NY Times - Customers angered as iPhones overload AT&T
RCR Wireless - The RCR Ecosystem - An Overview
IT Business Edge - The Death of the Early Adopter
GigaOM - New Metrics for Mobile Ad Networks
Carnival of the Mobilists #195 October 12, 2009Posted by chetan in : CTIA, Carnival of Mobilists , 7 comments
Welcome to the 195th edition of Carnival of the Mobilists. It has been quite a start to the final quarter of the year. With CTIA just wrapping up last week, there was plenty of action. Folks are still recovering from the travel so posts have been light but an eclectic mix of viewpoints makes up this week’s carnival.
Andrew Grill of London Calling delves into the world of mobile and social networking. There is significant traffic due to social networking. Who monetizes the best is the question.
Enrique has a compelling presentations on the concepts and technologies behind real-time demand data, a topic near and dear to me. Thanks for sharing.
Dennis Bournique of WAP Review does a review of the Bolt Browser.
Jose from Mobile Strategy writes about mobile application development.
There has been a lot of discussion about mobile advertising. An industry veteran, Mark Jaffe opines in his series - Ten Reasons Why Mobile Advertising Has Not Reached Its Potential.
Belen Barros of iQblog has a post on Mobile reverse innovation inviting you to expand your thinking beyond the western markets.
Mobile VoIP made a lot of news last week. Tsahi Levent-Levi of VoIP Survivor and a frequent contributor writes 5 reasons why mobile VoIP =#FAIL
My own contribution to the carnival is in the form of our CTIA Wireless IT and Entertainment 2009 Roundup
Q4 is shaping up to be a great quarter for developments that will impact the mobile industry. Be sure to read the Carnival each week as the mobilists track the progress. Next week, the carnival moves to A Consuming Experience.
Thanks and happy surfing.3G, 4G, AORTA, ARPU, BRIC, CTIA, Carriers, Devices, Enterprise Mobility, European Wireless Market, Federal, Indian Wireless Market, Japan Wireless Market, Location Based Services, M&A, MVNO, Microsoft Mobile, Middleware, Mobile Advertising, Mobile Applications, Mobile Content, Mobile Ecosystem, Mobile Entertainment, Mobile Gaming, Mobile Search, Mobile TV, Mobile Usability, Mobile Users, Networks, Smart Phones, Speaking Engagements, US Wireless Market, Unified Messaging, Wireless Value Chain, Worldwide Wireless Market , 3 comments
CTIA San Diego Roundup
San Diego is a casual town so this year’s CTIA fit nicely with an equally casual show, that felt more like a networking party sprinkled with some striking keynotes and engaging sessions. However, the biggest tremors were felt a day before the event started with Verizon getting in bed with Google and AT&T embracing VoIP with open arms. FCC’s curiosity into the wireless world has yielded more action in 3 months than many years combined before. I was drawn more to the policy debate and the implications to the wireless industry in the US and to the rest of the world. There was intense discussion on appstores and their place in the future, mobile advertising and its maturity, enhancing retail experience, accelerated growth in mobile health in recent times, and of course the tremendous growth in the US wireless data market but if you already knew that. This note summarizes the observations and opinions from the event, discussions, and briefings.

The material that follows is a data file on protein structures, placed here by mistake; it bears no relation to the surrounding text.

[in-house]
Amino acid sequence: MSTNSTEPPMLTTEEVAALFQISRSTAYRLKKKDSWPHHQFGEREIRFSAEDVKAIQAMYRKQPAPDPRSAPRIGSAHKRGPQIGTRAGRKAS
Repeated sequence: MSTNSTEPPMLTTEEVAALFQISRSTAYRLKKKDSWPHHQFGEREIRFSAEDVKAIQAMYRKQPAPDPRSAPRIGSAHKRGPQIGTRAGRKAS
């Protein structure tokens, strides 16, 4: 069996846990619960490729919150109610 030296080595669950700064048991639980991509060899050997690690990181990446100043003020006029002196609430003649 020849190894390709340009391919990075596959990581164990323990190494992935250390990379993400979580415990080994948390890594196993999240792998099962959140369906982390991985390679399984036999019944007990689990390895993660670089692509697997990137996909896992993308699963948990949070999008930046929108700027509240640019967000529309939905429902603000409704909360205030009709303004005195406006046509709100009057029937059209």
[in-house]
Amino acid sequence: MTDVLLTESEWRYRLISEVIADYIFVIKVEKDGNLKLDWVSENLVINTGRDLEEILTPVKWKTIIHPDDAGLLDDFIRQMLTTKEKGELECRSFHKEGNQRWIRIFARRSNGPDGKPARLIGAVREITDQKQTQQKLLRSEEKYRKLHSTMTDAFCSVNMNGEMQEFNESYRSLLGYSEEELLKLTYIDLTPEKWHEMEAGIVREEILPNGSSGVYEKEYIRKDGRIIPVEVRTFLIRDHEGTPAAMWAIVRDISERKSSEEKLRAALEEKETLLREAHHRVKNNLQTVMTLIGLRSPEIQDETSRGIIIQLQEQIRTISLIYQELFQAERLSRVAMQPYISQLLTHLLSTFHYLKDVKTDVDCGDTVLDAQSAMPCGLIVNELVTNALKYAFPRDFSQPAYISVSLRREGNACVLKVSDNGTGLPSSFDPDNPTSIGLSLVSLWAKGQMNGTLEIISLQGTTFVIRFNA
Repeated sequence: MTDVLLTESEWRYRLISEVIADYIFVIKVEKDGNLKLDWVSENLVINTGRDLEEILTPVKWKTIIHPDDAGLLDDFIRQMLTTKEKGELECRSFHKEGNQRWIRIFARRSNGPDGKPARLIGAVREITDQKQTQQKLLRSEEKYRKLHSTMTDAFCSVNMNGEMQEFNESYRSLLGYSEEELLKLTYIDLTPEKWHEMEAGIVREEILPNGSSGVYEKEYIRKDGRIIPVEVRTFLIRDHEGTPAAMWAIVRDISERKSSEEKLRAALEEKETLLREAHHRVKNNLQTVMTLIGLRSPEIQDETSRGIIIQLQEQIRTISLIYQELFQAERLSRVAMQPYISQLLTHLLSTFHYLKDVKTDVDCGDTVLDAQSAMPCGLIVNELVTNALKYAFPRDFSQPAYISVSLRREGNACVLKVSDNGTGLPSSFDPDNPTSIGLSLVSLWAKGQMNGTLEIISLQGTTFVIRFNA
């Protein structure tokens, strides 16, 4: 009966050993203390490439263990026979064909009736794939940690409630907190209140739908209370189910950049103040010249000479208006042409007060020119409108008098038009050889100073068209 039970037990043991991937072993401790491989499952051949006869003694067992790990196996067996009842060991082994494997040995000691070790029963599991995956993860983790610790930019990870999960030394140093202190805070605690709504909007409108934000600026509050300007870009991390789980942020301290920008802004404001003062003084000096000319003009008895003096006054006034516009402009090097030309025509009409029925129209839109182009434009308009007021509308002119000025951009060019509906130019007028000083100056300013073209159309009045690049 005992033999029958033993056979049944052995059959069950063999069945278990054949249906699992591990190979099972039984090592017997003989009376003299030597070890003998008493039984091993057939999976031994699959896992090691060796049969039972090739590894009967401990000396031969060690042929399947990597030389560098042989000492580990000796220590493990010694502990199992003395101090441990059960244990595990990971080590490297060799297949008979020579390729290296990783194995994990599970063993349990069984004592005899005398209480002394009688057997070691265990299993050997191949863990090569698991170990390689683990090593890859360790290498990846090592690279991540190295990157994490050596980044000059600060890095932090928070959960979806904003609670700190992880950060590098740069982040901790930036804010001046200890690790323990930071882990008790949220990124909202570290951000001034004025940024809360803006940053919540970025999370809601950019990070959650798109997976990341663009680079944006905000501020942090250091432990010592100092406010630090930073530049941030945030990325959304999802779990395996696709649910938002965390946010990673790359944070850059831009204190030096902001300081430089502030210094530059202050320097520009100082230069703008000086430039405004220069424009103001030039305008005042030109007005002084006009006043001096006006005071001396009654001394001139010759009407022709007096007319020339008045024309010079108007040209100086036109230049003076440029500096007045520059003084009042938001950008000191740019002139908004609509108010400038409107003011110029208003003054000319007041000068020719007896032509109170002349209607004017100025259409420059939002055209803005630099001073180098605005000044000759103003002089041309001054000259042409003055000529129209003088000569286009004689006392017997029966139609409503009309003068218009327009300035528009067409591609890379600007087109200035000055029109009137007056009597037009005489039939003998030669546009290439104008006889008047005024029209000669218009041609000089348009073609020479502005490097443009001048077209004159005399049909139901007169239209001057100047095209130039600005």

A friend of mine at the FCC invited me to the FCC Broadband Field Hearing occurring simultaneously with the CTIA at the University of San Diego. I am glad I went. The first panel was on the App Ecosystem with a diverse panel of industry verticals – rural, public safety, health care, environment, air quality, health care complimented by the discussion of the iPhone and its impact on the mobile industry. Chairman Julius Genachowski is to iPhone what President Obama was to Blackberry. He described his love for the apps with tender affection.
I am finding that the whole process of broadband planning to be quite interesting. The proceedings have been open and participatory, interest and feedback has been intense, and the principles have been clearly stated. This helped with a broader question that my CTO team for the FiREGlobal panel (to be held on Oct 15th) is addressing. We are tasked with a unique challenge of coming up with technology solutions for better civic discourse and our team consists of experts in the public and private enterprise to give a set of recommendations. We are currently under intense discussions and will unveil our suggestions on thursday. Stay Tuned.
Coming back to the FCC talk, Julius described four key principles:
- Most importantly he described the spectrum shortage as a looming crisis and that additional spectrum capacity is needed to handle the demand of data traffic from data cards and smartphones (something we have illustrated in detail in our paper - "Managing growth and profits in the Yottabyte era")
- Removing red tape to allow wireless carriers to build their network faster, for example, the work with cell towers
- Codify and enforce net-neutrality policies
- Operate more openly